Can you say "bumper crop of peppers"? Yes, 2012 was the summer of the pepper. I harvested this lovely half bushel of peppers at Hawkins Farm. It's mostly wrinkly ones or ones with holes or other issues. The kind that aren't nice enough to go in the shares. And even after I picked these guys there were still tons more. Every plant of bell peppers has at least 10 peppers in various stages of development. The banana and hot peppers easily have twice that many. I hadn't wanted to freeze peppers. They weren't in my Plan to Preserve. But since they are prolific this year, I added them to my list.
When I think of what a pepper costs at the grocery store, I can't help but feel giddy about having this many to put up for the winter. Right now a green pepper is 88 cents and red, orange or yellow pepper is $1.69. The organic peppers are more than twice that! These are even better local *and* organic. I probably have $100 worth of peppers right there. Four cups chopped pepper went into canned salsa and the rest I am freezing.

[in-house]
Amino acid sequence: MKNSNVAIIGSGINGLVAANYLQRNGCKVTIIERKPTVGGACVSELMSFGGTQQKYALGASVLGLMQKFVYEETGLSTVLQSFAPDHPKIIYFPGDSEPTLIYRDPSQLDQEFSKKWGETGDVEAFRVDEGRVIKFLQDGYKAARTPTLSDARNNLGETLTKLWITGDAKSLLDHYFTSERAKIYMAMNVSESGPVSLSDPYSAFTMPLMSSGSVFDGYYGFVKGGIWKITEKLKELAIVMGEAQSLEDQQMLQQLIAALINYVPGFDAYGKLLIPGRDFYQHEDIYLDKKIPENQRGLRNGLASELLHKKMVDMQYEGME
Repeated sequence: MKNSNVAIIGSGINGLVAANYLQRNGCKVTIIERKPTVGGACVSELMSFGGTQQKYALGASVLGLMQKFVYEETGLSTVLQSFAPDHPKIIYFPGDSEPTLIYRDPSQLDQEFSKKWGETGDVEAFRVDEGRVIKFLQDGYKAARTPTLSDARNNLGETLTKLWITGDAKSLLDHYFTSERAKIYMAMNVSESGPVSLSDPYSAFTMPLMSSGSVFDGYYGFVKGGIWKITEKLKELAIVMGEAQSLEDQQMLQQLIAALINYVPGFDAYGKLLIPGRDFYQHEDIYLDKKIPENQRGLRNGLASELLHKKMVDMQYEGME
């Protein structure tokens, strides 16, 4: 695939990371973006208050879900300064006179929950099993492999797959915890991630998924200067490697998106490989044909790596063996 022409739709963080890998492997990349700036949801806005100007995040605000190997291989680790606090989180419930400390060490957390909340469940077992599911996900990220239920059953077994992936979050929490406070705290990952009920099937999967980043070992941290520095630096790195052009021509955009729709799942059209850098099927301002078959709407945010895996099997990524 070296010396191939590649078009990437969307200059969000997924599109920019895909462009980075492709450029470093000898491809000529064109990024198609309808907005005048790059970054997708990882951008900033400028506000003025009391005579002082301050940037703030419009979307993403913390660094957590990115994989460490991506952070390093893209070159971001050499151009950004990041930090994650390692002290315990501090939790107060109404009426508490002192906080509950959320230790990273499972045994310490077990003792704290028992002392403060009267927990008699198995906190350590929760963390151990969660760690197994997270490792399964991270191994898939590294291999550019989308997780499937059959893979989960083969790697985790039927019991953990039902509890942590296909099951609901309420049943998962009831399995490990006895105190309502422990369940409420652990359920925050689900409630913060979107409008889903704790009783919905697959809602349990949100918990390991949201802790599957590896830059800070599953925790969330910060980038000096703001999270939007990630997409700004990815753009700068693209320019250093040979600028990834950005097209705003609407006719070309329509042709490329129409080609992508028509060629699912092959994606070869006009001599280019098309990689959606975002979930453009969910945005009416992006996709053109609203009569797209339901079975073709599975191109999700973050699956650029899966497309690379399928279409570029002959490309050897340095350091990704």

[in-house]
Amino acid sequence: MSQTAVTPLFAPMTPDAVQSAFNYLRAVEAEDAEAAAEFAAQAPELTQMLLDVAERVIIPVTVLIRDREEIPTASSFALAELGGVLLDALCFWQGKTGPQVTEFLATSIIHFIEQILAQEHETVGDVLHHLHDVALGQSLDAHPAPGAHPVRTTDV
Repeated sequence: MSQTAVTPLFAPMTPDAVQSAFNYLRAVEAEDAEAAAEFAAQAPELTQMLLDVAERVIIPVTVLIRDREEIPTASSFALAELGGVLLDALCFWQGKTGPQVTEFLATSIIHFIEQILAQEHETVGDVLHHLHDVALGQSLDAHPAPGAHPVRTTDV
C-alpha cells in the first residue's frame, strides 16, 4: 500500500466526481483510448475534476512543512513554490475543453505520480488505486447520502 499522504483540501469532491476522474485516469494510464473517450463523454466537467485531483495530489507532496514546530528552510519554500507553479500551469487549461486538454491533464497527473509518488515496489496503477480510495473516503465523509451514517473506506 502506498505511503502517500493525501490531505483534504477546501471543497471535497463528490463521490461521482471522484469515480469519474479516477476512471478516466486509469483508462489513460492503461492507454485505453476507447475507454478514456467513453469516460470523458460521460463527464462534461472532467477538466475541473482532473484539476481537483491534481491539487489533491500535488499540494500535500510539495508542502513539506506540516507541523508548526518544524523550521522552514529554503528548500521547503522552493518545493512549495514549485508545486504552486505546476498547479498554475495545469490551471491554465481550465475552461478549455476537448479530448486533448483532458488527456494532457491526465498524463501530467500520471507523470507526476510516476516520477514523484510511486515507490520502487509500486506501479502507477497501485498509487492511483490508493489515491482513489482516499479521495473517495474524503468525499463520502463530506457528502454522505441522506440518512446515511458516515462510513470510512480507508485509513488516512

Frozen peppers are not as good as fresh peppers for salads or other places where fresh is best. However, they are excellent for recipes where they get cooked like soups, egg scrambles and curries.
Here is how I do it.
How to Freeze Peppers
Start by cleaning all of your peppers well. Sometimes there are included lobes that make it difficult. I just cut those open and scrub them out. Then I cut the pepper in half, remove the stem and seeds, remove any icky spots and cut into the size I want to use. Look at the recipes you make most in the winter to decide whether you want strips or cubes. I cut strips for pizza toppings, dices for soups, stews and scrambles and chunks for roasting and curries.
You do not blanch peppers.
Next arrange your cut pepper onto a metal baking sheet in a single layer. It is important that the tray and the peppers are dry. Extra water will make prying the frozen peppers off the sheet a trial.
Several hours later the peppers will be frozen solid. Use a spatula to scrape them off the tray quickly and put them into a zip top bag before they defrost. Label the bag with the date and note if they are sweet or hot peppers. Then put them back into the freezer and they are ready to go when you are cooking. Pretty easy, no?
The process is the same for hot or sweet peppers. However, if you are working with hot pepper wear latex gloves. I didn't realize one of the peppers was hot. I thought it was a banana, but it was a Hungarian wax. An hour later my fingers were burning from the capsaicin oil.
I washed my hands well with dish soap and then used a scrub of one part olive oil and one part white sugar to remove any remaining hot pepper oils. In about an hour the tingling was gone completely. And as a bonus, my cuticles were the cleanest they have been this growing season!
What do you have for a bumper crop this season?